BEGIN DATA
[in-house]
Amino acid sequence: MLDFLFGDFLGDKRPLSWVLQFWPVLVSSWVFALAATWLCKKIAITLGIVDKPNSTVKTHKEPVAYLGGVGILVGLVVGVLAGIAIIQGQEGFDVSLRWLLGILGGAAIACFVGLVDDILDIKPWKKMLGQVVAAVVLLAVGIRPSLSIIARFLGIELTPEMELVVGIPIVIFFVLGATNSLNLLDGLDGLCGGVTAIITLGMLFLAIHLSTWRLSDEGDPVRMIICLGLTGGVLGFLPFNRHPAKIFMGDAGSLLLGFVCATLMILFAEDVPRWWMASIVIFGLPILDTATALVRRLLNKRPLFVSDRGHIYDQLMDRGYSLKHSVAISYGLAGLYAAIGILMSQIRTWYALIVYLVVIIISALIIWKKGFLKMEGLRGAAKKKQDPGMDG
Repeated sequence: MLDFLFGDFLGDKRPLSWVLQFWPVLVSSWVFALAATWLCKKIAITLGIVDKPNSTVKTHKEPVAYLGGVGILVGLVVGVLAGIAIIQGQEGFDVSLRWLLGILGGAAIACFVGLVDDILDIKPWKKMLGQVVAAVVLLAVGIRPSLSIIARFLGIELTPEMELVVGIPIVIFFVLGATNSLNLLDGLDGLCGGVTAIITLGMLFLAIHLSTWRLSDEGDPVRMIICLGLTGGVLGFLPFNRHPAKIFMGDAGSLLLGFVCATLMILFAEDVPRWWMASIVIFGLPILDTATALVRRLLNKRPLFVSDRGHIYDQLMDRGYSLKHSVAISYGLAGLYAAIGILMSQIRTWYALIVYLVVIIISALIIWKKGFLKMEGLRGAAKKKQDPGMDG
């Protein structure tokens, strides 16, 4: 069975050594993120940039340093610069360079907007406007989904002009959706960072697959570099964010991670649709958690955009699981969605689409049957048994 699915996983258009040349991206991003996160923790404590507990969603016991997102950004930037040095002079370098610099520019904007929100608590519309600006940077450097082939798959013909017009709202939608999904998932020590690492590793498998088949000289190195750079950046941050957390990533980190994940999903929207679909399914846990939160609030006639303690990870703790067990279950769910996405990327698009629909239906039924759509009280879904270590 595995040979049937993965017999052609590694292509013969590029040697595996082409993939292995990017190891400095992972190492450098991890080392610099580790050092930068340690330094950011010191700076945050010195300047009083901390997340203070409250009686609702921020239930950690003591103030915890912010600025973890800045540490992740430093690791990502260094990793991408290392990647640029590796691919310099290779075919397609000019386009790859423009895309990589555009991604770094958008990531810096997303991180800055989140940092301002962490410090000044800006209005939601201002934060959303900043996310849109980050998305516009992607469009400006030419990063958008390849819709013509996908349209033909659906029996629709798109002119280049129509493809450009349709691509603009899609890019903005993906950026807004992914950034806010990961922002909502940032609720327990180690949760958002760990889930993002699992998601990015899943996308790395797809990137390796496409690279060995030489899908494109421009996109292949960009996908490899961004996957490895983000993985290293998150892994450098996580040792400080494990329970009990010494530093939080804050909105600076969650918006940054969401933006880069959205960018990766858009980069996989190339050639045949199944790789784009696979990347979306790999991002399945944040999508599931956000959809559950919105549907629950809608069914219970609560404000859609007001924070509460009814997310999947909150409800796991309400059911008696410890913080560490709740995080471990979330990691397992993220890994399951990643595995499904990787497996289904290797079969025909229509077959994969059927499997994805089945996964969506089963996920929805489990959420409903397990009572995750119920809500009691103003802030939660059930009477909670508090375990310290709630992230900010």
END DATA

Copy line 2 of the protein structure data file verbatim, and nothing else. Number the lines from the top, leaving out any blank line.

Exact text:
Amino acid sequence: MLDFLFGDFLGDKRPLSWVLQFWPVLVSSWVFALAATWLCKKIAITLGIVDKPNSTVKTHKEPVAYLGGVGILVGLVVGVLAGIAIIQGQEGFDVSLRWLLGILGGAAIACFVGLVDDILDIKPWKKMLGQVVAAVVLLAVGIRPSLSIIARFLGIELTPEMELVVGIPIVIFFVLGATNSLNLLDGLDGLCGGVTAIITLGMLFLAIHLSTWRLSDEGDPVRMIICLGLTGGVLGFLPFNRHPAKIFMGDAGSLLLGFVCATLMILFAEDVPRWWMASIVIFGLPILDTATALVRRLLNKRPLFVSDRGHIYDQLMDRGYSLKHSVAISYGLAGLYAAIGILMSQIRTWYALIVYLVVIIISALIIWKKGFLKMEGLRGAAKKKQDPGMDG